Just Another Meaningless Policy Paper

I read so many reports that are utterly moronic from start to finish, with countless foolish assumptions and unfounded premises. Most of the time I can’t be bothered. But I don’t want to grade papers, so I thought I’d fisk this.

Are Schools Getting a Big Enough Bang For Their Education Technology Buck?

Let’s assume they aren’t. But that’s not the point.

Start with the author, Ulrich Boser:

Prior to joining the Center, Boser was a contributing editor for U.S. News & World Report, special projects director for the Washington Post Express, and research director for Education Week newspaper. His writings have appeared in The New York Times, The Washington Post, Slate, and Smithsonian.

So Ulrich is a reporter. And if google is any guide, Ulrich was not an education reporter. Just exactly the kind of background needed to make recommendations about an insanely ambiguous subject like education technology spending. Well done, Center for American Progress.

On to the paper.

For American companies, leveraging digital solutions has long been a way of doing business, and over the past sixty years, the approach has resulted in average worker productivity climbing by more than 2 percent a year due in large measure to improvements in equipment, computers, and other high-tech solutions.

Educators, however, generally do not take this approach to technology. Far too often, school leaders fail to consider how technology might dramatically improve teaching and learning, and schools frequently acquire digital devices without discrete learning goals and ultimately use these devices in ways that fail to adequately serve students, schools, or taxpayers.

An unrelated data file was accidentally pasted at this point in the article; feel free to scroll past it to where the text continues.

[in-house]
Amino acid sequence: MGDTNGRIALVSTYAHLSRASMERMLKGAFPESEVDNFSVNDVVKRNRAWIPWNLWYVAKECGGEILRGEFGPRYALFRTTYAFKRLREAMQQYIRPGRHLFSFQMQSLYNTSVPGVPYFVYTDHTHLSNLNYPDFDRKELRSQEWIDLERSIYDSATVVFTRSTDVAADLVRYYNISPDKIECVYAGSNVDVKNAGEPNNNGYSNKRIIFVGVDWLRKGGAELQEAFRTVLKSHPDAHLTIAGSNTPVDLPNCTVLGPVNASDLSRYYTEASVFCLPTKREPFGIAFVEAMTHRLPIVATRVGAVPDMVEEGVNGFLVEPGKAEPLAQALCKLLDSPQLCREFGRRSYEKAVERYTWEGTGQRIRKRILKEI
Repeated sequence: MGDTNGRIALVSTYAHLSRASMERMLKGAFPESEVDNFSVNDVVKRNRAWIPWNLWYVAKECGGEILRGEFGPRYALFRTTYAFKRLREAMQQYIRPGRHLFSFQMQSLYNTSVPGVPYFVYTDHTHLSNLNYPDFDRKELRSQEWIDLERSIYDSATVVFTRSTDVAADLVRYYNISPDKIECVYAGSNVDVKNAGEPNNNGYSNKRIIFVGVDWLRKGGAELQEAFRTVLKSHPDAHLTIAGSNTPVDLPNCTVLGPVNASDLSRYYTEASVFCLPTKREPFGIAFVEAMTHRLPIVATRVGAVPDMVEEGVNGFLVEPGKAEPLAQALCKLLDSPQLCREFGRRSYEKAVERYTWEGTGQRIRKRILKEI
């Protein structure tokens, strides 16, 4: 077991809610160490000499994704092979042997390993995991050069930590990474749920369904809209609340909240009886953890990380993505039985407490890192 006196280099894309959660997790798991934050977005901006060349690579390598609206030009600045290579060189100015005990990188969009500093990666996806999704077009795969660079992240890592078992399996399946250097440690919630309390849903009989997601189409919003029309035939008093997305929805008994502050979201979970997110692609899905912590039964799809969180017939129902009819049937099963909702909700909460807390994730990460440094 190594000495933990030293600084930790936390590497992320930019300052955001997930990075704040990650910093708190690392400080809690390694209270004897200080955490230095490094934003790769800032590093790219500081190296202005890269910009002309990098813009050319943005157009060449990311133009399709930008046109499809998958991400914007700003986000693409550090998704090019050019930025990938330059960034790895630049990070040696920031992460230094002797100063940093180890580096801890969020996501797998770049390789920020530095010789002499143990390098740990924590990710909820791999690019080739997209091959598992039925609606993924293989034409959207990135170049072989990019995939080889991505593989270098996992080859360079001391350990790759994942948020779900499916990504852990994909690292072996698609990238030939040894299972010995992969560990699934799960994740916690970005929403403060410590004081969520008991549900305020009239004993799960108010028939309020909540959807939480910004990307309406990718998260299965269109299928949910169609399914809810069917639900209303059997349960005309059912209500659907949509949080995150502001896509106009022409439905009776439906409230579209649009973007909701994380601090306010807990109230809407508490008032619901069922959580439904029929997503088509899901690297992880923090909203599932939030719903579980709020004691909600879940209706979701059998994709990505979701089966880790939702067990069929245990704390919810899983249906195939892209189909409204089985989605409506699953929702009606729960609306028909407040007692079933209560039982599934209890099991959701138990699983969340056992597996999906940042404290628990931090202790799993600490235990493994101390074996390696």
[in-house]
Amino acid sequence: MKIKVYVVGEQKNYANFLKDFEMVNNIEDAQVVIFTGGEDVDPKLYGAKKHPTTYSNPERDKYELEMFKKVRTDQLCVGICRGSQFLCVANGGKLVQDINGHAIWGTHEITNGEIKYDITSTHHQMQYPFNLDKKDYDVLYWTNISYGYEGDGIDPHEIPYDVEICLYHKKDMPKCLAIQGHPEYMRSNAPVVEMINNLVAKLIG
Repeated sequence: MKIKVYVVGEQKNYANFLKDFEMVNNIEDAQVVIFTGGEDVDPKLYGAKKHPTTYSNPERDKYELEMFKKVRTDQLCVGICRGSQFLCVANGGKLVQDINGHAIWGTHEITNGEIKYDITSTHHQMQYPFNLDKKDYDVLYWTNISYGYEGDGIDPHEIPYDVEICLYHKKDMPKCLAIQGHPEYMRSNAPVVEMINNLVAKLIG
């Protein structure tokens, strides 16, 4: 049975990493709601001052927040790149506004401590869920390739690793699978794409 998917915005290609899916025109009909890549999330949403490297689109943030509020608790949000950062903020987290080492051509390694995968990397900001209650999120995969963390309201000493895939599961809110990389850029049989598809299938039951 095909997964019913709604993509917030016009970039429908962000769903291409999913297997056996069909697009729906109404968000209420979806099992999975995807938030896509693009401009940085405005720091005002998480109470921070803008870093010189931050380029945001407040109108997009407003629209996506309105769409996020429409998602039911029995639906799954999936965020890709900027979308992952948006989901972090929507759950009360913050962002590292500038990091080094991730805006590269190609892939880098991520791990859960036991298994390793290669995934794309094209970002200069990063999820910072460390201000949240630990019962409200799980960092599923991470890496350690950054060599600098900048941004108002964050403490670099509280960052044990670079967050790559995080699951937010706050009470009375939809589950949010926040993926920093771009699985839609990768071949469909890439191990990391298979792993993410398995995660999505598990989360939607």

Do we have any idea how technology might dramatically improve teaching? Waiting. Still waiting.

No. We don’t. So how can schools consider this?

Meanwhile, are schools pushed to use technology? Yes. Are they pushed to use technology even though no one knows how to improve teaching with it? Yes. Do schools often get money shoved at them that they must use for technology even if they would rather use the money for other purposes? Again, yes. Report to the President on the Use of Technology to Strengthen K-12 Education in the United States

Oh, and the idea that American companies have a clear-eyed vision of how technology can improve their business, that all their tech investments are made with a hard-eyed assessment of the value the technology brings to the bottom line? Please. I worked in corporate America. Major investments sometimes took decades to pay off, or never did. One thing that wonks and educators have in common: they have no idea how much waste happens in business.

We found, for instance, that more than a third of middle school math students regularly used a computer for drill and practice. In contrast, only 24 percent of middle school students regularly used spreadsheets—a computer application for data analysis—for their math assignments, and just 17 percent regularly used statistical programs in math class.

Yeah, newsflash: Teachers don’t want their kids using Excel for their math homework. You know, there’s this whole other group of people who fulminate about kids and their utter reliance on calculators? Excel is a calculator. Moreover, the primary function of middle school math, assuming the kids are operating at grade level, is understanding proportional thinking. Excel does not do fractions or ratios well for the novice in proportional thinking, who has to start making connections between ratios and fractions, fractions and percentages, fractions and decimals. Excel is useless. Finally, vanishingly few middle school students (or high school students, for that matter) are capable of data analysis. One area in which progressives and reformers think as one is in their wholesale delusion that teachers could teach more challenging material, but simply choose not to.